Cover image of "Ocean Prey," a thriller about drug smugglers

So, here we go again with our old friend Lucas Davenport, star of thirty previous novels in John Sandford’s “Prey” series. Lucas left the Minnesota Bureau of Criminal Apprehension (BCA) quite some time ago. He’s been a United States Marshal ever since. Still based in the Twin Cities, but he gets around. A lot. And this time it’s Florida. A US Senator from that state holds the purse-strings for the Department of Homeland Security, where the Marshals Service is housed. So, when Senator Colles calls, Lucas jumps. This time his charge is to help unstuck a long-running FBI investigation out of Miami. About all that’s known, or at least guessed, about the culprits is that they may be drug smugglers. So far, the FBI has found bupkis.

Awhile back, four men in a small boat murdered three U.S. Coast Guard officers who caught them hauling up buckets from the sea. Those buckets probably contained heroin from somewhere south of the border. A lot of it. The Senator figures that Lucas can figure out who the drug smugglers were and bring them to justice. Lucas always gets results. And he takes no prisoners.

Of course it turns out that the Senator’s right. This is, remember, a novel. And it features Lucas Davenport, after all!

Ocean Prey (Prey #31) by John Sandford (2021) 431 pages ★★★★☆

Diagram of scuba diving gear like that used to catch the drug smugglers in this novel
The deep-sea diving that figures so prominently in this novel requires a great deal of gear. Image:

Nobody can find the drug smugglers—until Lucas arrives

So, here’s what Lucas has gotten himself into. He and another Marshal named Bob are joining an inter-agency task force led by the FBI and including the Coast Guard, Miami-Dade and Ft. Lauderdale police, Broward county sheriff’s department, and other law enforcement agencies. They’ve been at work for months without meaningful results, and morale is low. Which doesn’t mean they welcome the addition of two US Marshals. However, attitudes start to change when Lucas and Bob quickly start turning up links to the drug smugglers. Their very un-FBI-like techniques work wonders on low-life drug users who are easily intimidated by a former champion heavyweight wrestler with enormous shoulders (Bob) and a man his friend Virgil calls “a killer” (Lucas), meaning the term literally.

Of course, we get an inside view of the crooks because Sandford writes in the omniscient third person. And here’s how he describes the men we later learn are drug smugglers: “If someone were to guess their jobs, the guess would involve trucks in some way, and the things that fell off them. The guess would be correct.”

Eventually, Lucas and Bob work their way to a single degree of separation from the three surviving murderers. Then things start to get hot . . . and hotter. Virgil and another of Lucas’ colleagues in the Marshals Service enter the picture, and the story gathers momentum all the way to a shattering climax.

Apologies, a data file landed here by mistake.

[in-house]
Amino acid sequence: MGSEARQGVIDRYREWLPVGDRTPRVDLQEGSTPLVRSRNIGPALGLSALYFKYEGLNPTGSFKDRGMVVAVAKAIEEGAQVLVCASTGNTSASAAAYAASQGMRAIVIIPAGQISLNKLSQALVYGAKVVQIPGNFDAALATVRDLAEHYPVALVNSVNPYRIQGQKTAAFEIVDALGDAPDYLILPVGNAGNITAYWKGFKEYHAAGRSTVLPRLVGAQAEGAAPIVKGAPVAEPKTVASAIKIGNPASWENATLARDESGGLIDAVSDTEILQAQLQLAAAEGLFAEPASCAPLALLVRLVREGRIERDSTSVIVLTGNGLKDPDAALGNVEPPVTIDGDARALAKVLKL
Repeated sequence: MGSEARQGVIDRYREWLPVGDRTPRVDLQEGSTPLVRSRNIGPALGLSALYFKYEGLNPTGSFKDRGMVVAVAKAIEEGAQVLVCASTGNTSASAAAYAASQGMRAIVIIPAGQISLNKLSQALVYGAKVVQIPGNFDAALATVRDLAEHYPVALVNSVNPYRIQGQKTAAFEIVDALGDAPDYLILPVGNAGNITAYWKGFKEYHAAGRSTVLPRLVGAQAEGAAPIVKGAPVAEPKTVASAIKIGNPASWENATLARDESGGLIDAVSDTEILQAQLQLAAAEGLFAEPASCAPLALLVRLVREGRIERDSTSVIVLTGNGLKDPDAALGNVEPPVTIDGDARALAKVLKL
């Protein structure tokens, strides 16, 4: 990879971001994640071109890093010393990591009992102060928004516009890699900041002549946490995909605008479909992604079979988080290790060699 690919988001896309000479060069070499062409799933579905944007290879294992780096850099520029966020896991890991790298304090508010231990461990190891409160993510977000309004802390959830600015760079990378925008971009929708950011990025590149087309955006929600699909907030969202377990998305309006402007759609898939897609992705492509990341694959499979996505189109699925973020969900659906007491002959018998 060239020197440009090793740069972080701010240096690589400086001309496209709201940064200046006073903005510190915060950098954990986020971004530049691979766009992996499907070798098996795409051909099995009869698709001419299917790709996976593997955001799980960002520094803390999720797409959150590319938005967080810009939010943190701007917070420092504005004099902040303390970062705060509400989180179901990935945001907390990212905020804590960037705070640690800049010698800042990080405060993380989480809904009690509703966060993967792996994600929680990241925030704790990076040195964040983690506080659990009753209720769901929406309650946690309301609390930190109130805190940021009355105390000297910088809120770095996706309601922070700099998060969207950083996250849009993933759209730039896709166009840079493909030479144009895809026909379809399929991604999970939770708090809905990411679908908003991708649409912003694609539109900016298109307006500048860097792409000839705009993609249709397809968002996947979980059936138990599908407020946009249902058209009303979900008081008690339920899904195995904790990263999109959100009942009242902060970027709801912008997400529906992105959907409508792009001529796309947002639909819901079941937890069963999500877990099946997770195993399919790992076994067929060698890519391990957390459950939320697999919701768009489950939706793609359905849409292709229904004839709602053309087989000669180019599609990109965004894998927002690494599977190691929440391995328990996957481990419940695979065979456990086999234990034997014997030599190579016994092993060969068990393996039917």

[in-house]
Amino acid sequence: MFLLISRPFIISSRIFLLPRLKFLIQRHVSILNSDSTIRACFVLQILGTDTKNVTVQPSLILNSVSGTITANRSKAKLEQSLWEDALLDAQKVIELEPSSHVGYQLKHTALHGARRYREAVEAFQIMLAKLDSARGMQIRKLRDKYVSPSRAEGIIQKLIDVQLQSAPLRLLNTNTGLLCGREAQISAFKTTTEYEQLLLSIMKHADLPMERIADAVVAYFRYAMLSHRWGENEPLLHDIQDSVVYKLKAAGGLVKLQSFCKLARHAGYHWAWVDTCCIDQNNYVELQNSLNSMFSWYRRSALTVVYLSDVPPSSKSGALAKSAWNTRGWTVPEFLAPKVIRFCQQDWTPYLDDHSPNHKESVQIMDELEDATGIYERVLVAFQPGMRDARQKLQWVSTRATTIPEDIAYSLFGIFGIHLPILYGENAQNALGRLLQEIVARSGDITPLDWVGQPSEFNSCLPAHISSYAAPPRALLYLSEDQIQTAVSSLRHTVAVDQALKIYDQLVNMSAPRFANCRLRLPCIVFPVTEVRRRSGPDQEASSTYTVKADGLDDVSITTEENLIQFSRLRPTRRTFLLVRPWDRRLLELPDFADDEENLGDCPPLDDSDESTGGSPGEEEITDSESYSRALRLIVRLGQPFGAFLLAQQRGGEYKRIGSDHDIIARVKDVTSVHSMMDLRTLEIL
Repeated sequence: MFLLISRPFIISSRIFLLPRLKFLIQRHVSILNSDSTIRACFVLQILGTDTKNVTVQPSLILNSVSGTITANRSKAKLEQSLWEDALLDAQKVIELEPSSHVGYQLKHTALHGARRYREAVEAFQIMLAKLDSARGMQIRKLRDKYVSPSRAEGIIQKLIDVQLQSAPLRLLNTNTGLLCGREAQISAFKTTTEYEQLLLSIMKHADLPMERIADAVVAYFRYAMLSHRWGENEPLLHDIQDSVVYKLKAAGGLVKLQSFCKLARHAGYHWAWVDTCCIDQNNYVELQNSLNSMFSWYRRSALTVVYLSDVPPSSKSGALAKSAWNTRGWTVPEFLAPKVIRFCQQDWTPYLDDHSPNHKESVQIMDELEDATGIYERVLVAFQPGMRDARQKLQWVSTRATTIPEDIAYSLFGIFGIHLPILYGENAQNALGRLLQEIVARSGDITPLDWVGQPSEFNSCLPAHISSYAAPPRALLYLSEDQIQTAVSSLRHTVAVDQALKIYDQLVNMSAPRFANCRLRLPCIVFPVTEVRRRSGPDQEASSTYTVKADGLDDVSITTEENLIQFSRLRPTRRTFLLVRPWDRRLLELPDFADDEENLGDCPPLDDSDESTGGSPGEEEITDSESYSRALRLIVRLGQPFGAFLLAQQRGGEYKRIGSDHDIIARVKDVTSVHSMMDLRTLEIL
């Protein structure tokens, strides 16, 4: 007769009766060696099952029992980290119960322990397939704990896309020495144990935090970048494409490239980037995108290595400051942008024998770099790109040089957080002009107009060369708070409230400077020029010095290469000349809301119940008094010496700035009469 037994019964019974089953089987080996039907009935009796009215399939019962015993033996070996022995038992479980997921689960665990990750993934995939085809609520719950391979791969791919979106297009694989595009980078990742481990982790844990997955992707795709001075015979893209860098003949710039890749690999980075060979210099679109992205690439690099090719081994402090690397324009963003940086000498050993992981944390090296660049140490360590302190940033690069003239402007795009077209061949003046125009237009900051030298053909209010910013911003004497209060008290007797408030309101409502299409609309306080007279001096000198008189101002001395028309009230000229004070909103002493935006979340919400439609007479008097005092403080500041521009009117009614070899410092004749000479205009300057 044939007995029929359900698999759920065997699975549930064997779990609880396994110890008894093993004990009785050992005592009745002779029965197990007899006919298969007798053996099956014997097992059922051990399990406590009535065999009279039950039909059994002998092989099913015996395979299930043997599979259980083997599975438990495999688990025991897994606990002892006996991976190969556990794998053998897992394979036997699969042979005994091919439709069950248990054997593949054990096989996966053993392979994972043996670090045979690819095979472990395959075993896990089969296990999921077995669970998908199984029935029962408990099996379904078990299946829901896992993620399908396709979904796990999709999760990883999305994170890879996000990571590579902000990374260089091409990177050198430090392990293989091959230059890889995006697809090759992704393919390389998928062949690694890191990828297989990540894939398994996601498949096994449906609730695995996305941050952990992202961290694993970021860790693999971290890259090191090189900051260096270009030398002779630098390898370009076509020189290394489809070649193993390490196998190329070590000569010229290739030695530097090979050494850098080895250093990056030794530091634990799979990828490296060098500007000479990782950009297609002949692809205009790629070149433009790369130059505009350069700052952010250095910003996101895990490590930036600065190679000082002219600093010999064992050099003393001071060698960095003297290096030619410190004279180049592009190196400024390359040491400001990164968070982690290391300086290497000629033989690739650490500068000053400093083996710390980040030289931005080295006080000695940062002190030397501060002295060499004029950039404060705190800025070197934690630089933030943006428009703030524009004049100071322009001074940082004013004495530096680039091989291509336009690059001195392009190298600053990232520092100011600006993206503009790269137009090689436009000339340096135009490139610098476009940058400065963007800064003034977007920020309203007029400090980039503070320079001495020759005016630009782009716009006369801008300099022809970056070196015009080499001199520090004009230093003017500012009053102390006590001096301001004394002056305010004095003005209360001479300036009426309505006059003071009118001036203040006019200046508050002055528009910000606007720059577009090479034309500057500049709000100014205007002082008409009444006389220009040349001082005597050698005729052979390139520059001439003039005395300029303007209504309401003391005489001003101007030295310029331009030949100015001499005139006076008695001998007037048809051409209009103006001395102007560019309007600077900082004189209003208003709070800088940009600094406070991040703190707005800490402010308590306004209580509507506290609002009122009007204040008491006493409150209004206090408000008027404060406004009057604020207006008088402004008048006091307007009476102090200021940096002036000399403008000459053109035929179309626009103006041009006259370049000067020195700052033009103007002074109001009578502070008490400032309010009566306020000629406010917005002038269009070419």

If you’re looking for a fast-paced and well-written detective story, you can’t go wrong with Ocean Prey. And if you enjoy scuba diving, you’ll find the abundant detail about the recovery of that heroin from the sea to be a plus.

Don’t be misled: this novel stars Lucas Davenport

Now, the cover of this novel, at least of this edition, proclaims it to be “A Lucas Davenport and Virgil Flowers novel.” But that’s a little misleading. Virgil, of course, is the crack investigator in the BCA who is Lucas’ opposite in many ways. For starters, he holds a degree in environmental science and is a part-time writer for fishing and hunting magazines. He’s working on his first novel. And he abhors guns. Almost never carries one, no matter the danger. Now, if Virgil really co-starred in this book, he’d be involved from the start. But in reality he only enters the action halfway through the story. And in this context he’s what Hollywood calls a supporting actor. One of several, in fact, including two US Marshals who have teamed up with Lucas in the past: Bob Matees and Rae Givens. Bob and Rae. (There’s Sandford’s sly humor cropping up, as it often does. Bob and Ray, get it? Oh, well, you need to be of an age to understand.)

About the author

Image of John Sandford, author of this novel about drug smugglers
John Sandford. Image: Evan Frost | MPR News via Wikipedia

Former Pulitzer Prize-winning journalist John Roswell Camp (1944-) has written fifty-three mystery and thriller novels to date under the pen name John Sandford. Ocean Prey is the thirty-first entry in his “Prey” series. Virgil Flowers appears in some of those novels, as in this one, working for and with Davenport. He also stars in a series of his own numbering twelve novels to date.

As Camp discloses in an Author’s Note at the end of this novel, “I know about guns and have been shooting since I was in elementary school.” He also explains that he is a “recreational diver, but the diving portrayed in this book isn’t recreational, it’s technical . . . overrun with numbers.”

For a detailed biography of the man, see what he has written on his official website.

For more reading

I’ve read a great many of John Sandford’s fine mystery novels featuring Lucas Davenport and Virgil Flowers. For those with the former as the protagonist, go to the home page and search for “Lucas Davenport.” For the latter, see John Sandford’s excellent Virgil Flowers novels.

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